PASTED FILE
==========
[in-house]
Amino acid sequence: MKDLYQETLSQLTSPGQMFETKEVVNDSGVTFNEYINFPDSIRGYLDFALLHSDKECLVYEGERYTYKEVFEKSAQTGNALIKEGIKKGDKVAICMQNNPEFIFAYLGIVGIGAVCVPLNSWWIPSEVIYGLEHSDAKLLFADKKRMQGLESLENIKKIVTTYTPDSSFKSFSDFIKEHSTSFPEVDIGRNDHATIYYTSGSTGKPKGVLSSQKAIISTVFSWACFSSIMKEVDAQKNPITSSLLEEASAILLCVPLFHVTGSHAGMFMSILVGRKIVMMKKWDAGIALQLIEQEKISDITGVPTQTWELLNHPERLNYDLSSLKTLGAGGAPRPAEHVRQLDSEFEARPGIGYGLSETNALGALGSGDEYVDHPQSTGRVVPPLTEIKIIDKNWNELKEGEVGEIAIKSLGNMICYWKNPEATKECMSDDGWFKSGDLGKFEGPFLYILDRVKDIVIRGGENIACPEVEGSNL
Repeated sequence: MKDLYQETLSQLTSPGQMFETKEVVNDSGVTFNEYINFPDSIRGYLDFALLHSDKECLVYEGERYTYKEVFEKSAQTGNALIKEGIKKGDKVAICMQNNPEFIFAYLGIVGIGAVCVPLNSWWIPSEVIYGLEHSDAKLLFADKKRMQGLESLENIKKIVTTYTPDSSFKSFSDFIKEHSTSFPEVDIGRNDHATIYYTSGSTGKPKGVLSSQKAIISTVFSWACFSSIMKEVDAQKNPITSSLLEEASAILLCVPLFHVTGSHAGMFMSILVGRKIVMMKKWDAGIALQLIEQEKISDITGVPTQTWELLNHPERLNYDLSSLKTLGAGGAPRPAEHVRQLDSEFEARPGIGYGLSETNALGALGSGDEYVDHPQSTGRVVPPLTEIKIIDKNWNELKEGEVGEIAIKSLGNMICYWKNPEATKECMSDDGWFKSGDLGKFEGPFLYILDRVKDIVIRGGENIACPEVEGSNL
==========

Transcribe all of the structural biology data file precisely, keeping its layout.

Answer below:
[in-house]
Amino acid sequence: MKDLYQETLSQLTSPGQMFETKEVVNDSGVTFNEYINFPDSIRGYLDFALLHSDKECLVYEGERYTYKEVFEKSAQTGNALIKEGIKKGDKVAICMQNNPEFIFAYLGIVGIGAVCVPLNSWWIPSEVIYGLEHSDAKLLFADKKRMQGLESLENIKKIVTTYTPDSSFKSFSDFIKEHSTSFPEVDIGRNDHATIYYTSGSTGKPKGVLSSQKAIISTVFSWACFSSIMKEVDAQKNPITSSLLEEASAILLCVPLFHVTGSHAGMFMSILVGRKIVMMKKWDAGIALQLIEQEKISDITGVPTQTWELLNHPERLNYDLSSLKTLGAGGAPRPAEHVRQLDSEFEARPGIGYGLSETNALGALGSGDEYVDHPQSTGRVVPPLTEIKIIDKNWNELKEGEVGEIAIKSLGNMICYWKNPEATKECMSDDGWFKSGDLGKFEGPFLYILDRVKDIVIRGGENIACPEVEGSNL
Repeated sequence: MKDLYQETLSQLTSPGQMFETKEVVNDSGVTFNEYINFPDSIRGYLDFALLHSDKECLVYEGERYTYKEVFEKSAQTGNALIKEGIKKGDKVAICMQNNPEFIFAYLGIVGIGAVCVPLNSWWIPSEVIYGLEHSDAKLLFADKKRMQGLESLENIKKIVTTYTPDSSFKSFSDFIKEHSTSFPEVDIGRNDHATIYYTSGSTGKPKGVLSSQKAIISTVFSWACFSSIMKEVDAQKNPITSSLLEEASAILLCVPLFHVTGSHAGMFMSILVGRKIVMMKKWDAGIALQLIEQEKISDITGVPTQTWELLNHPERLNYDLSSLKTLGAGGAPRPAEHVRQLDSEFEARPGIGYGLSETNALGALGSGDEYVDHPQSTGRVVPPLTEIKIIDKNWNELKEGEVGEIAIKSLGNMICYWKNPEATKECMSDDGWFKSGDLGKFEGPFLYILDRVKDIVIRGGENIACPEVEGSNL